101 We realize that, as technology evolves, new means of providing telecommunications service may emerge.  Although we conclude that Internet access is not a "telecommunications service," we acknowledge that there may be telecommunications services that can be provisioned through the Internet.  . . . . With respect to the provision of pure transmission capacity to Internet service providers or Internet backbone providers, we have concluded that such provision is telecommunications. 

-- In re Federal-State Joint Board on Universal Service, CC Docket No. 96-45, Report to Congress (April 10, 1998)


Section 706

Incumbent Local Telephone Companies (Incumbent Local Exchange Service or ILECs) have also tried to raise the issue of the Internet Backbone in their arguments before the FCC.  The Telecommunications Act of 1996 sets for the policy goal of introducing competition into the local telephone market.  The problem was how to persuade the local telephone monopoly to give up its grip on the market.  The solution created by the 1996 Act was a carrot - the ILECs were be permitted to enter the lucrative long distance telephone market only when their local markets were opened up to competition.  The ILECs have argued vehemently against this restraint. 

This is where the Internet backbone comes in.  ILECs have argued that investment in Internet backbone bandwidth is anemic and that we are on the verge of a bandwidth crisis.  They have also argued that there are vast portions of this country that have no direct access to the Internet backbone (even though the entire country now has direct two-way satellite access to the Internet and, in the rural communities, the only ones complaining about this are the ILECs, not the thousands of other ISPs out there).  The ILECs argue that the restraint on entering long distance service should apply to voice service only, and not long distance data, and if they were allowed to enter long distance data, they would solve the Internet backbone problem.

In the first Sec. 706 Notice of Inquiry, the FCC asked whether there was a need for the FCC to get involved in peering issues. 

What can and should the Commission do to preserve efficient peering arrangements among Internet companies, especially in the face of consolidations of large proprietary gateways? We ask for comment whether the Commission should monitor or have authority over peering arrangements to assure that the public interest is served.  

[First Sec. 706 NOI, para 79] The comments filed reflected rough consensus that the FCC should let the free market work; the one dissenting voice recommending FCC action was Bell Atlantic  - now Verizon.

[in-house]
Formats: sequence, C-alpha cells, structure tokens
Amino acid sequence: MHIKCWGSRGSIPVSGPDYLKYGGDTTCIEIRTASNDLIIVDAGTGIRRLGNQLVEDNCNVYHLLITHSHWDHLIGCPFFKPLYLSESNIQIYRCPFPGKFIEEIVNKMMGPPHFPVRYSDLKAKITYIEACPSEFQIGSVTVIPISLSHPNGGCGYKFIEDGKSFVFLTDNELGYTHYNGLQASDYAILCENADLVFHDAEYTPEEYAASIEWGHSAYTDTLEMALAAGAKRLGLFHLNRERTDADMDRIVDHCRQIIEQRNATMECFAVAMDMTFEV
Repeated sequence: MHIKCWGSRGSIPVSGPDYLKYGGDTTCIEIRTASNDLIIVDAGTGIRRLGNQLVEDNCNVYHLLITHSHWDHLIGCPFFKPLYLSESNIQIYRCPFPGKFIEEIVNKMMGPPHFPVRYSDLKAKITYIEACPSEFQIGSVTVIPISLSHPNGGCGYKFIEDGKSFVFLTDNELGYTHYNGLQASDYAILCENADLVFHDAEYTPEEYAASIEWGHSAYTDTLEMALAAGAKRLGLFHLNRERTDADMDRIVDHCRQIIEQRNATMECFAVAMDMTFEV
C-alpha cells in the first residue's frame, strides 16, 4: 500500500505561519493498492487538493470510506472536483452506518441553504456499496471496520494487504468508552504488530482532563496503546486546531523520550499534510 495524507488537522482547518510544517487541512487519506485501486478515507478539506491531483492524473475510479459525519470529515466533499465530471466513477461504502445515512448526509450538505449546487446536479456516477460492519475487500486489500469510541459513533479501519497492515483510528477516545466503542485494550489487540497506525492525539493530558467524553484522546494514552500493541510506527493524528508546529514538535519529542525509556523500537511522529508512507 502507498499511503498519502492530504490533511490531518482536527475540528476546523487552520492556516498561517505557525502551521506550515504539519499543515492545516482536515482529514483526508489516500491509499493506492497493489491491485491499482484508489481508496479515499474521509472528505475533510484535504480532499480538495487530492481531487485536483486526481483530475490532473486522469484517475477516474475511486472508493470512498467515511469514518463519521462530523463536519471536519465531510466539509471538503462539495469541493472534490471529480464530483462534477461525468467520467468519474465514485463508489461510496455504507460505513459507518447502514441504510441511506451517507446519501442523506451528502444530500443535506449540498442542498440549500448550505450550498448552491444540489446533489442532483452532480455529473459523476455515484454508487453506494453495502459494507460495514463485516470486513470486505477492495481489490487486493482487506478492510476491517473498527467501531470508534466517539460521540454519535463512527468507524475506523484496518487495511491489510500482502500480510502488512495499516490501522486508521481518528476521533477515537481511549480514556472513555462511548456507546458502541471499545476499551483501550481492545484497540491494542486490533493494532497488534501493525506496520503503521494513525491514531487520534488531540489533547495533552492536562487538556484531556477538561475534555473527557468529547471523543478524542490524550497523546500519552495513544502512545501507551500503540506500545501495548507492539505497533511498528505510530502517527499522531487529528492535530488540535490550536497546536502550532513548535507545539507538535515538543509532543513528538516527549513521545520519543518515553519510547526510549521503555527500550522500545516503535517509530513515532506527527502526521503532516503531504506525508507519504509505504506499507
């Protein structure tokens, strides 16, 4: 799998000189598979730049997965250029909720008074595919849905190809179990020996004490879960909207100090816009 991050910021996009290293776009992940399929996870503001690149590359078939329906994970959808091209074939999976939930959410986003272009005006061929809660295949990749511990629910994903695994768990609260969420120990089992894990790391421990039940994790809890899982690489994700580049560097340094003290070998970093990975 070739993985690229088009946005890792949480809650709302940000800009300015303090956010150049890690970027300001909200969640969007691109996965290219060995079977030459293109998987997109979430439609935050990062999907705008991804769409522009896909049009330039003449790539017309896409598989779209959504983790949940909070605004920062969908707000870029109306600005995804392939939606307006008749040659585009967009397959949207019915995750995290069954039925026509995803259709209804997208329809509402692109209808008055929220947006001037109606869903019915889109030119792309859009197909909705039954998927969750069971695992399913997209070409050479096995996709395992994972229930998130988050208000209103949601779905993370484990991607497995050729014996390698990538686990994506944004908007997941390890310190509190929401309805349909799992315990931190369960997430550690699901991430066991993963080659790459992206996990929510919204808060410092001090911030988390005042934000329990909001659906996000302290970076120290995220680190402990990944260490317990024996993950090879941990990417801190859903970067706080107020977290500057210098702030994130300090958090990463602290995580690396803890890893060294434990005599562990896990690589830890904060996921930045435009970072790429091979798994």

105. In the Notice, we asked whether the Commission should monitor or exercise authority over peering -- an arrangement in which two Internet backbone providers exchange traffic that originates from an end user connected to one of the providers and terminates with an end user connected to the other provider. Commenters almost unanimously oppose Commission involvement at this time in peering and similar relations among Internet firms. Only one commenter, Bell Atlantic, suggests possible action, and that is only that we "lower barriers for new entrants, in particular currently precluded entrants." We agree with SBC that premature regulation "might impose structural impediments to the natural evolution and growth process which has made the Internet so successful." Accordingly, we will continue to refrain from action involving peering. We bear in mind that "[t]he Internet and other interactive computer services have flourished, to the benefit of all Americans, with a minimum of government regulation" and that it is the policy of the United States "to preserve the vibrant and competitive free market that presently exists for the Internet and other interactive computer services, unfettered by Federal or State regulation; . . . ." 

[First Sec. 706 Report, Para. 105] The FCC found that investment in Internet backbone was vigorous.  More facilities are being built and those facilities have greater capacity every day.  Furthermore, the FCC found that bits-is-bits.  Whether its voice or whether its data, its all bits and the ILECs don't get the carrot, access to the long distance market, until they fulfill the obligations of Section 271 and open their markets to competition.

The FCC released its second 706 Notice of Inquiry in April 2000.  Even though the FCC did not place the issue of Internet backbone bandwidth on the table, the ILECs nevertheless came back with arguments about an impending bandwidth shortage in the backbone.  In the summer of 2001 it has been widely discussed that there is glut of bandwidth in the backbone market with tremendous amounts of unused capacity. The FCC stated: "We conclude that there has been ample national deployment of backbone and other fiber facilities that provide backbone functionality. There is no indication that specific types of areas have inadequate access to backbone or functionally equivalent facilities."See ¶¶ 20-22, 208-09

Subsequent Sec. 706 Reports (Third and Fourth Reports) have made only brief mentions of Internet backbones.


The FCC's Network Reliability and Interoperability Council (NRIC) expanded the scope of its work with NRIC V to include packet based telecommunications.  Study Group IV of NRIC V addresses interconnection and peering.  In June of 2001, this study group recommended to NRIC that Internet backbones publish their peering policies.  While this is merely a recommendation letter of the advisory group, it is noteworthy that the subject matter is considered properly within the scope of an FCC advisory council.

See also Characteristics and Competitiveness of the Internet Backbone Market, GAO-02-16 (Oct 2001) ("We were also told that peering policies should be made public.")